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The Formula for Successful Online Marketing.

Barry Feldman: January 23, 2012 | Web-based marketing | Comments
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Last week, I shared with you an article by John McTige, Executive Vice President and Co-Owner of Kuno Creative, an inbound marketing agency based in Cleveland, Ohio. The article appeared on his company’s blog first and also on Business2Community. After reading it, I wrote this article, which appeared on SocialMediaToday.com.

Note: This article is the second in a 3-part series in which the subject changes from marketing a website to making meaningful connections via social media.

I became a blogger just this year. I sprinkled my articles around the web quite a bit and offered a decent chunk of my best attempts to articulate online marketing ideas right here. I feel welcome at Social Media Today. Thanks for having me fellow bloggers, new media maniacs, and readers.

Being new to this crazy little thing called blogging, while I penned 25 or so articles, in the name of research, curiosity and just plain fun, I must have read about 25,000.

I was looking for good insights delivered with elegance and wit. A dose of tongue-in-cheek humor scores points with with me too. I suppose to keep my Google Reader queue to under 1,000 unread posts and budget my time wisely, my appetite for devouring articles online in 2011 was partially driven by a desire to be more selective about who and what I read in 2012.

But trust me, I didn’t announce to anyone anywhere I was in search of the best zinger line from a blog post. I wasn’t. I didn’t conduct any contests. And if I did, who’d enter?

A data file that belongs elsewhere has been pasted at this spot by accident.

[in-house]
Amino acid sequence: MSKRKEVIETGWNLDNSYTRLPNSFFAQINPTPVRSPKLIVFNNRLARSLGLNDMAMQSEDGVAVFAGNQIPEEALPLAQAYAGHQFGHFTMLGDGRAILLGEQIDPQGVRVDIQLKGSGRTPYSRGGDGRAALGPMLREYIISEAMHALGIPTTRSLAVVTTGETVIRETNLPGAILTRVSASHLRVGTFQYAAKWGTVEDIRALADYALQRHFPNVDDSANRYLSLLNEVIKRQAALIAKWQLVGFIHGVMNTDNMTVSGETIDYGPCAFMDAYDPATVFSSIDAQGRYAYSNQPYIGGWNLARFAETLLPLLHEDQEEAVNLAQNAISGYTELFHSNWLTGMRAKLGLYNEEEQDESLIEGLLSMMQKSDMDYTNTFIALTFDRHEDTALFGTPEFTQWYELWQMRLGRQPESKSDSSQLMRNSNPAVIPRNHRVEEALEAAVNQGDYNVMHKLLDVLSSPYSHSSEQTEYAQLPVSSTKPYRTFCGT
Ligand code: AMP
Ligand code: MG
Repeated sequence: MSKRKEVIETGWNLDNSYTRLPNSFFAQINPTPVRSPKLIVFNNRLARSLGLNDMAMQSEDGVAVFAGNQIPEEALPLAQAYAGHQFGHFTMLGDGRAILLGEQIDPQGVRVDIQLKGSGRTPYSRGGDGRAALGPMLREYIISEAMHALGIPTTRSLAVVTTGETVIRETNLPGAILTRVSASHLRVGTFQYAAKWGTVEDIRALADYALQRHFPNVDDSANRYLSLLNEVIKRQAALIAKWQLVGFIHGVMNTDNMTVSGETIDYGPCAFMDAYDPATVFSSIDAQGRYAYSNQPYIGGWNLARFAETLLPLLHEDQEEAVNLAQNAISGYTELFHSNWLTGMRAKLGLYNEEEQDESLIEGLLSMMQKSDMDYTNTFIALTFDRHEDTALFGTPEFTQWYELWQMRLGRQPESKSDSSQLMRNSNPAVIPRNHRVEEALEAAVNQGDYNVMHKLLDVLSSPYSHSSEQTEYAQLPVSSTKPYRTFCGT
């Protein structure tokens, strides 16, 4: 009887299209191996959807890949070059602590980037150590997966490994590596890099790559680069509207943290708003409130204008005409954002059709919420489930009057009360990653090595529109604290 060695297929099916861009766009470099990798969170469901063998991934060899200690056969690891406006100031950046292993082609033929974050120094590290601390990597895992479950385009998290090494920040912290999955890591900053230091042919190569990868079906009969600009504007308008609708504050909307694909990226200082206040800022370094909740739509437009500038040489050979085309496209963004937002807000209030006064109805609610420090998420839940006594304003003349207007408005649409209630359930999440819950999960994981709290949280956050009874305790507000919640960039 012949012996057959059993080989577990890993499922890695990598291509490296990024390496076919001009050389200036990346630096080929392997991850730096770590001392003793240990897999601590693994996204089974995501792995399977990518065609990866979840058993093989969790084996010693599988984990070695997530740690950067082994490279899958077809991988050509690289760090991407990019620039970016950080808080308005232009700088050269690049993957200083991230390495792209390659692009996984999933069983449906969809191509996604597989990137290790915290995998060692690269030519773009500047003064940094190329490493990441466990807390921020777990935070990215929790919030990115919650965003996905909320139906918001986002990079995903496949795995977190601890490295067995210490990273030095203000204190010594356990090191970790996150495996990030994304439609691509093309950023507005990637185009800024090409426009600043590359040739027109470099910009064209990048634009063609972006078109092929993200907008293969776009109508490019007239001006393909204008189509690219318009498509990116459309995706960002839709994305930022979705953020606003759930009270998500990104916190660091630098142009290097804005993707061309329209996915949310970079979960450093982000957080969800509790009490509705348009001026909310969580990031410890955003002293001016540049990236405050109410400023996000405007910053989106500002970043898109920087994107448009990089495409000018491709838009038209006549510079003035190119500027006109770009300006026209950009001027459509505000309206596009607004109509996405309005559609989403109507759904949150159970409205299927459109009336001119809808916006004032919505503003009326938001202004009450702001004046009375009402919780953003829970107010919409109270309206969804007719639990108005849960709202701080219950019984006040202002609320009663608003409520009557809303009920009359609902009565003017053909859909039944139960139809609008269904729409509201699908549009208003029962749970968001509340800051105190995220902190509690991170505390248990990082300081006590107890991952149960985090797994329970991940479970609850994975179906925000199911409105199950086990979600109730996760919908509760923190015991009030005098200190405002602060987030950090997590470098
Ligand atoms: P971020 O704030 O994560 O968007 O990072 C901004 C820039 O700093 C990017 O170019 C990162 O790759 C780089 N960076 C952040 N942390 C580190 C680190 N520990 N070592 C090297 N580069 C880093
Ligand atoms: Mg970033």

In fact, at the beginning of this week, I vowed to complete one or two of the five to ten unfinished articles I have in the works. I was actually working toward this goal when I got derailed by my favorite whipper-snapper of the whole year.

And the winner is…

“… in today’s consumer-is-king world, redesigning your website earns you precisely nothing.

That’s just precious. It comes from John McTigue of Kuno Creative. John’s stuff is consistently great and though I have no affiliation with Kuno, they provide a veritable bounty of insights and practical advice.

John’s memorable line slipped into sight December 29, merely hours before the clock struck 2012.

What makes it such a great little quip? Above all, truth. Secondly, I love the irony. This company, Kuno Creative, actually sells web design. In fact, on their site’s sparse nav bar, they offer only two services, web design being one of them.

Uh John… hello? Are you switching professions? Are you trying to sabotage your company? No? And no again? Okay, what are you doing?

The man is sticking his neck out.

John’s telling it like it is my friend. In fact, in his wonderful article titled “Top Challenges in Modern Website Design – #3 Marketing,” he opens dangerously with:

“We get a lot of our business from website owners whose sites deliver precious few sales leads to the bottom line.”

John’s not nuts. He wants to dramatize his point, which I suspect is a constant mantra in one way or another at Kuno Creative: website-based marketing is a process—not a project.

To validate the notion, the pros at Kuno Creative, and practitioners of inbound marketing everywhere, must stomach the risk that comes with telling potential new clients the large investment they will make make in their websites may deliver zero ROI. Cool.

I gave my work a good hard look.

The article really captured me. (Of course, it didn’t hurt that it featured the album cover of Bob Dylan’s classic “The Times They Are A-Changin’). And then it sent me reeling in a self-examination of sorts.

Creating, improving, editing, and expanding websites represents the majority of the work I’ve done in recent years as a freelance copywriter and creative director. Generally, before and after studies of these sites validate my skills pretty well. I know what I’m doing, so a good many clients listen to and embrace my advice—at least they do temporarily.